There are only three messages for established companies looking to develop killer e-business. Quite simply, they are: sense, learn and respond. It's a short checklist, but it is proving incredibly difficult for them to do that.
That's not to say it is all over for the big guys - far from it, now is a great time to be joining the race. With the froth blown off some of the start-up companies the market is educated as to the value creation of e-businesses, although maybe a little choosier.
The revenge of the traditional businesses is well underway. They can use their awesome brand recognition, talented leadership teams and balance sheets to crush the weaker of the start-ups. But traditional companies have a lot to learn about legendary Internet strategies.
Already there are many case histories available to prove what does and does not work. E-business lessons are learnt in Internet years (ie over 90 day periods). The first mover start-ups have had their advantage, now their challenge is to keep it. Traditional businesses engaged in fast follower strategies have a real chance to devastate those start ups who's strategy was built in haste.
The key lessons are about innovation. Trying to attack massively established Internet brands or glossing over hierarchical management are strategies unlikely to succeed. The winners will be those who match the scale of their physical presence with a renewed customer focus and a sensitivity to the new brand implications of the Web.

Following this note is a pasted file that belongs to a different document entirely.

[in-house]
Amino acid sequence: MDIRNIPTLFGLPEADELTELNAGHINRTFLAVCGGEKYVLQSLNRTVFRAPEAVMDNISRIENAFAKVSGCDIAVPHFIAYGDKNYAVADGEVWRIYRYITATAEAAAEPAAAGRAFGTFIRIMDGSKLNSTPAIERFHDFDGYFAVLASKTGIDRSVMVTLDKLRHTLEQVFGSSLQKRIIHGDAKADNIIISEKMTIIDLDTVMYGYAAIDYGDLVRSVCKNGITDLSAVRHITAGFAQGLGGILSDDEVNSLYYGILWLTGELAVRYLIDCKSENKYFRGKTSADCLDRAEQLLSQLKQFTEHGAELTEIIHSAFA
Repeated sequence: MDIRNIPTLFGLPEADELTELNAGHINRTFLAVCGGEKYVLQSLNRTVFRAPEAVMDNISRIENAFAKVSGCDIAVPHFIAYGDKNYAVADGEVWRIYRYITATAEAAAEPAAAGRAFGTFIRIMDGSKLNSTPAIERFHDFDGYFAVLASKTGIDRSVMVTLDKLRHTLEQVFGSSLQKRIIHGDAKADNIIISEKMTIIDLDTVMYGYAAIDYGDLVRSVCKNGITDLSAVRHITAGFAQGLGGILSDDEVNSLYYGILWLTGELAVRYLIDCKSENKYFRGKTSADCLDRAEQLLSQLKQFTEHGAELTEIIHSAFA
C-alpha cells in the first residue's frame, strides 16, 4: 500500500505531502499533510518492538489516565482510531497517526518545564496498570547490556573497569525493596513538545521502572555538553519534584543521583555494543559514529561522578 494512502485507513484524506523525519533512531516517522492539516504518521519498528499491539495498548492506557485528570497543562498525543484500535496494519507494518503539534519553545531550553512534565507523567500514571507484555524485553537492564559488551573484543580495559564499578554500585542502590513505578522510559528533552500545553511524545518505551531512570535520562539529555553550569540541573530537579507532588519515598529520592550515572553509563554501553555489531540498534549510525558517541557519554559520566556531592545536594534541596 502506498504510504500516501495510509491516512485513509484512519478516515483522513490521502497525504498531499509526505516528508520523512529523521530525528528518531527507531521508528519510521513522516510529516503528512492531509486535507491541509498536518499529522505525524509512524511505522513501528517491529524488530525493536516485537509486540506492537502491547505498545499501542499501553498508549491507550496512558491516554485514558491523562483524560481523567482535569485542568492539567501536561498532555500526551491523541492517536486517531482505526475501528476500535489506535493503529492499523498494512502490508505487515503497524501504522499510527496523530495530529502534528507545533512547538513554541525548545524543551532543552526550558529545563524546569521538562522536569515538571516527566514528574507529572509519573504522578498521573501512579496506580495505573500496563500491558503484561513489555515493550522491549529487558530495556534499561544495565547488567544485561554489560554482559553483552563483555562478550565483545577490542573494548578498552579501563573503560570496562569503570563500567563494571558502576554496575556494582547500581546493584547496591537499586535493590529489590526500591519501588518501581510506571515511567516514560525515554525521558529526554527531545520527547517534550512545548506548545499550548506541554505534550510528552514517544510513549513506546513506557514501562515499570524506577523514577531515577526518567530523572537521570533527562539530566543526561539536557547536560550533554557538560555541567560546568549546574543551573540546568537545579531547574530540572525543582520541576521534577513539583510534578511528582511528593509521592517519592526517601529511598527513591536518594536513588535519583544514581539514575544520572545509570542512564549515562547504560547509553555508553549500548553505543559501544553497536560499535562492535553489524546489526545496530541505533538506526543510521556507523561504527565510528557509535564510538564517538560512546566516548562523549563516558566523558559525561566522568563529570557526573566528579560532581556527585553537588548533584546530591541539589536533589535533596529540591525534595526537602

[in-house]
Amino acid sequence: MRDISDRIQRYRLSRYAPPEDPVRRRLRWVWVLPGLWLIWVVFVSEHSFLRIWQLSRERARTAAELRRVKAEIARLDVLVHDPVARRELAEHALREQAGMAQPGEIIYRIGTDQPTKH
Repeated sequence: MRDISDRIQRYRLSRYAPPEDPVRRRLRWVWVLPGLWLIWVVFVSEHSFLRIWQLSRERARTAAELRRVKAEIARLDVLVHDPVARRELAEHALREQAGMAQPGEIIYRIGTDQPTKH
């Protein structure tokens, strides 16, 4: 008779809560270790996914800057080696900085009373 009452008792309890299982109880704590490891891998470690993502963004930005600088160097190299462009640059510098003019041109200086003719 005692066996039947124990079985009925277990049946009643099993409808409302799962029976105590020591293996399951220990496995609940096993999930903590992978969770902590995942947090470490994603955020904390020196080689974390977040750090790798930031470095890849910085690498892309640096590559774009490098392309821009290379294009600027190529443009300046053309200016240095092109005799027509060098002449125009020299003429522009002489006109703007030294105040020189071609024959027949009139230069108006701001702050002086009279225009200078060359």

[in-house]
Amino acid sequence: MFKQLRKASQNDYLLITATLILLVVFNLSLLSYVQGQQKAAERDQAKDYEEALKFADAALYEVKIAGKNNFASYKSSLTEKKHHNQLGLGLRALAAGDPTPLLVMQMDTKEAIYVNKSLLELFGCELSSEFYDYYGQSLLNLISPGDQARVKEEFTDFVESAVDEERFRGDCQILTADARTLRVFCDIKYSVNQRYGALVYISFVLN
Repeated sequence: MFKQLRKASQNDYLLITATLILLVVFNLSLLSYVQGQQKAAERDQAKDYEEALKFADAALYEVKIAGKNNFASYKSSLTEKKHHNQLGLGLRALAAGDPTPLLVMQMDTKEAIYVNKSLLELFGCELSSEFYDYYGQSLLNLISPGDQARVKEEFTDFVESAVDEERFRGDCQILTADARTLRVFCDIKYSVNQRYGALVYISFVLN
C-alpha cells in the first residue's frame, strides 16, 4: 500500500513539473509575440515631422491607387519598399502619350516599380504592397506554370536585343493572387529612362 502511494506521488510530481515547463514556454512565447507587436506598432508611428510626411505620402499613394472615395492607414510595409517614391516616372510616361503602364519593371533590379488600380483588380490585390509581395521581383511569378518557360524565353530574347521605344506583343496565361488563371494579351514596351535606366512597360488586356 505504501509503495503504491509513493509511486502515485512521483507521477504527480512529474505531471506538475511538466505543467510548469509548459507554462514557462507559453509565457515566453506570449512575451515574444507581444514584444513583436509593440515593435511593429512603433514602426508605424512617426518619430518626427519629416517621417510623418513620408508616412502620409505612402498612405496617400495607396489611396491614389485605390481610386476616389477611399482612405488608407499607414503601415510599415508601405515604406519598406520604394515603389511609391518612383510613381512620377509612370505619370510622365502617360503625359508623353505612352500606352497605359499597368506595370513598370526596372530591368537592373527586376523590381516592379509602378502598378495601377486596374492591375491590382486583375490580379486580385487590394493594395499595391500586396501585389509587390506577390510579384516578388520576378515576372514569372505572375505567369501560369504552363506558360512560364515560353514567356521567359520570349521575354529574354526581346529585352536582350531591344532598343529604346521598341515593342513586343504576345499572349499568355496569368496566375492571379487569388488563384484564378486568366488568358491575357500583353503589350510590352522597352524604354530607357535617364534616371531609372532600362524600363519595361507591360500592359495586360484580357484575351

To do this e-businesses, of any size, need to be designed, from the start, to sense, learn and respond to the marketplace in months not years. Skills need to be acquired internally if possible but are more readily available outside the traditional business. Fast followers need to be fast.
Traditional companies that allow their e-businesses the freedom and the "can-do" ruthlessness enjoyed by startups have the chance to become a second wave of winners.
This is why announcing a willingness to invest in an e-business strategy is a really smart idea, precisely because it allows the traditional business a chance to sense, learn and respond to innovation. It is also why using the announcement of a potential e-business, but retaining the existing corporate politics, structures and timelines is insane. You need to sense and learn if you are going to respond.
Charlie Blackburn is vice president of e-business consultancy Scient